[Warning: if you have an old school quill-type stem be sure to leave enough of it in the headtube so that it doesn't pop out or break. There will be a mark indicating that height.]
Other Bike Fit tweaks
Brake lever placement -- Brake lever tips should be in line with the bottom of the handlebar drops.
Handlebar angle -- Handlebar drops will generally point to the middle of the seat stay. The goal is to have your hands and wrist in a natural and comfortable position while in the drops.
NOTE: Remember, changing any one of these will affect all of the others. If you are going to change something you'll need to start at the top and do all of it all over again. It's worth it! Also, if you have been riding your bike for a while with the setup you've got make any changes gradually -- sudden changes are not good and can cause injury.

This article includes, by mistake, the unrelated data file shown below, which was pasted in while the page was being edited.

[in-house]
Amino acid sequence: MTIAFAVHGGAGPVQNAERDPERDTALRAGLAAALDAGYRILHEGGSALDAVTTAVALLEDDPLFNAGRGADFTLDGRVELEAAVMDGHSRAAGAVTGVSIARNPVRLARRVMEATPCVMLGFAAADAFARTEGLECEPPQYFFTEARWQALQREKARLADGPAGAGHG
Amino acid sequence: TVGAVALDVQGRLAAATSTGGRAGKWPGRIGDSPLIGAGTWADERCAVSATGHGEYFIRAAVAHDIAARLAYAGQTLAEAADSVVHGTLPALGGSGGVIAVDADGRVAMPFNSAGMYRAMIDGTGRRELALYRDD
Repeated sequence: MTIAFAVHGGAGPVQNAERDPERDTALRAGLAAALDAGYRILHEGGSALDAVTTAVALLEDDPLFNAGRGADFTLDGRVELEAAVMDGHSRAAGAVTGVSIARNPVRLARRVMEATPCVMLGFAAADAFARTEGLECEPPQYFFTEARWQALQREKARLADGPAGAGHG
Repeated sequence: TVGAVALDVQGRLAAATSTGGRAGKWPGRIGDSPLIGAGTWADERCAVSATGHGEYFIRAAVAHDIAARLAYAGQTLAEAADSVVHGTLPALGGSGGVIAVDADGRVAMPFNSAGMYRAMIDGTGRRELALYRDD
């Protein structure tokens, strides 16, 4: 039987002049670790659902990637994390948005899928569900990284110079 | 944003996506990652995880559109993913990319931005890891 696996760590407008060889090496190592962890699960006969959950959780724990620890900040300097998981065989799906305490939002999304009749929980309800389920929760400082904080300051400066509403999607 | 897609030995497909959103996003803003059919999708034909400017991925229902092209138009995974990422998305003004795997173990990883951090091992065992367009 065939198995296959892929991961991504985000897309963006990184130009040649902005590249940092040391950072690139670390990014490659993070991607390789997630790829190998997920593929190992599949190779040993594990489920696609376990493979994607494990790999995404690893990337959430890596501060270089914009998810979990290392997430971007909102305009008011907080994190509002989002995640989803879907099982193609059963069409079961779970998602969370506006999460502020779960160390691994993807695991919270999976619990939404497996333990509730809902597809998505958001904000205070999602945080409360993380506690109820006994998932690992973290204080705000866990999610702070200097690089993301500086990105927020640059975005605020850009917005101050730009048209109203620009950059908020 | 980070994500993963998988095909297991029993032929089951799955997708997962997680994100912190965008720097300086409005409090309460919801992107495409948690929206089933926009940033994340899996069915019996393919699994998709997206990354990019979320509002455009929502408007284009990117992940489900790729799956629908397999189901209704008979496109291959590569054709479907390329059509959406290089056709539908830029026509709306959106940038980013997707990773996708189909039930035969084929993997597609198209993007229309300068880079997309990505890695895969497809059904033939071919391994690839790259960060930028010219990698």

NOTE #2: The only way to know if your bike is set up correctly is to ride it... a lot. If your knee hurts a little bit after riding 30 miles it will hurt a lot after riding 4000 miles (if you make it). Get you bike adjusted and tried out well before you set off across the country.
Packing your bike
Before you pack your bike make sure to measure and record the position of your seat, handlebars, etc. This way you can put it back exactly the way it was during training.
Quick Tip:  Knee Rx.  Here's a simple remedy that's been known to quickly solve a developing knee problem: If the pain is in the front of the knee, raise the saddle. If it's behind the knee, lower the saddle. Don't go overboard. Just 2-3 millimeters can be enough to restore pain-free pedaling. (from www.roadbikerider.com)